(Pimples; Blackheads; Whiteheads; Acne Vulgaris)
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- Changes in levels of male hormones called androgens
- Increased sebum production
- Changes inside the hair follicle
- Age: 12-24 years old
- Race: Caucasian
Changes in hormone levels, such as during:
- Before a menstrual period
- Certain medicines (such as, androgens, lithium, and barbiturates)
- Certain cosmetic products
- Excess oil in the skin
- Papules—small, pink bumps that may be tender to the touch
- Pimples—inflamed, pus-filled bumps that may be red at the base (also called pustules)
- Nodules—large, painful, solid lumps that are lodged deep within the skin
- Cysts—deep, inflamed, pus-filled lumps that can cause pain and scarring
Over-the-counter topical medicines (such as, cleansers, creams, lotions, and gels)—to reduce the amount of oil and/or bacteria in the pores. These medicines may contain one or more of the following ingredients:
- Benzoyl peroxide
- Salicylic acid
Prescription topical medicine—includes cleansers, creams, lotions, and gels to reduce the amount of oil and/or bacteria in the pores. Examples include:
- Antibiotics, such as clindamycin (Cleocin T), erythromycin
- Tretinoin (Retin-A, Avita)
- Adapalene (Differin)
- Azelaic acid (Azelex)
- Tazarotene (Tazorac)
- Dapsone (Aczone)
Oral antibiotics—to control the amount of bacteria in pores, including:
- Sulfamethoxazole and trimethoprim
Oral medicines—to control androgen levels, including:
- Birth control pills—Pills that have a combination of hormones (estrogen and progestin) may be the most effective in improving acne.
Oral retinoids—to reduce the size and secretions of sebaceous glands. This medicine is only used for severe cases of cystic acne.
- Isotretinoin (Accutane)—must not be taken by women who are pregnant or who may become pregnant due to the risk of serious birth defects.
- Corticosteroids—the injection of corticosteroid directly into the cyst; mostly used for large, cystic acne lesions
- Acne surgery—specialized extractors are used to open, drain, and remove contents of acne lesions
Acne scar revision—procedures done to minimize acne scars, such as:
- Chemical peels—uses glycolic acid and other chemical agents to loosen blackheads and decrease acne papules
- Dermabrasion—"sandpapers" the skin to smooth it out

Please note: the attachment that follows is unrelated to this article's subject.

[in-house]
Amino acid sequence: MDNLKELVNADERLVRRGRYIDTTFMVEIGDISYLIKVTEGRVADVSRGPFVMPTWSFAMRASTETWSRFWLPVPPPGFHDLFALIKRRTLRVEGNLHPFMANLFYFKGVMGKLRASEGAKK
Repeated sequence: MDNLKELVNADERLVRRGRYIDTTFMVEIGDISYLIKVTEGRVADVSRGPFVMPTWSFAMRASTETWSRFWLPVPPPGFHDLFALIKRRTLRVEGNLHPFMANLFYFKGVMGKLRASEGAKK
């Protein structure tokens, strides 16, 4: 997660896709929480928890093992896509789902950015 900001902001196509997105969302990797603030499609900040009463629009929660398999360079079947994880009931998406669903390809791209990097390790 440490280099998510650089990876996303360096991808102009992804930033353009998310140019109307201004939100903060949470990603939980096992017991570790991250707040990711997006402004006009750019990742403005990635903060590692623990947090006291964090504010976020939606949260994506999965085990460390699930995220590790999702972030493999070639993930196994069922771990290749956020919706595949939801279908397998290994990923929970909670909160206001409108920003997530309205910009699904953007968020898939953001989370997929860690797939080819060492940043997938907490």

- Scar excision—uses a tiny punch tool or a scalpel to remove scars
- Collagen fillers—fill the pits of scars with a collagen substance
- Laser resurfacing—removes scars and tightens underlying skin
- Phototherapy—skin is exposed to an ultraviolet (UV) light source for a set amount of time to treat acne
- Gently wash your face with mild soap and warm water twice a day (no more than twice) to remove excess oil. Scrubbing or washing too often can make acne worse.
When washing your face:
- Use your hands rather than a washcloth.
- Use mild soap.
- Allow your face to dry before applying any lotion.
- Do not pick at or squeeze blemishes.
- Use lotions, soaps, and cosmetics labeled noncomedogenic. This means it won't clog your pores.
- Use topical acne treatments only as directed. Using them more often could make your condition worse.
- Recognize and limit emotional stress.
- Wear sunscreen year-round. This is especially important if you are using medicine that can make your skin more sensitive to the sun.
The Acne Resource Center Online http://www.acne-resource.org
The American Academy of Dermatology http://www.aad.org
Canadian Dermatology Association http://www.dermatology.ca
Acne. American Academy of Dermatology website. Available at: http://www.aad.org/skin-conditions/dermatology-a-to-z/acne. Accessed October 29, 2012.
Acne. EBSCO DynaMed website. Available at: https://dynamed.ebscohost.com/. Updated August 27, 2012. Accessed October 29, 2012.
Phototherapy. EBSCO Health Library website. Available at: http://www.ebscohost.com/healthLibrary. Updated December 30, 2011. Accessed October 29, 2012.
Questions and answers about acne. National Institute of Arthritis and Musculoskeletal and Skin Diseases website. Available at: http://www.niams.nih.gov/Health%5FInfo/Acne/default.asp. Updated October 2010. Accessed October 29, 2012.
9/2/2009 DynaMed's Systematic Literature Surveillance https://dynamed.ebscohost.com/about/about-us: Arowojolu A, Gallo M, Lopez L, Grimes D, Garner S. Combined oral contraceptive pills for treatment of acne. Cochrane Database Syst Rev. 2009;(3):CD004425.
- Reviewer: Purvee S. Shah, MD
- Review Date: 09/2012 -
- Update Date: 00/91/2012 -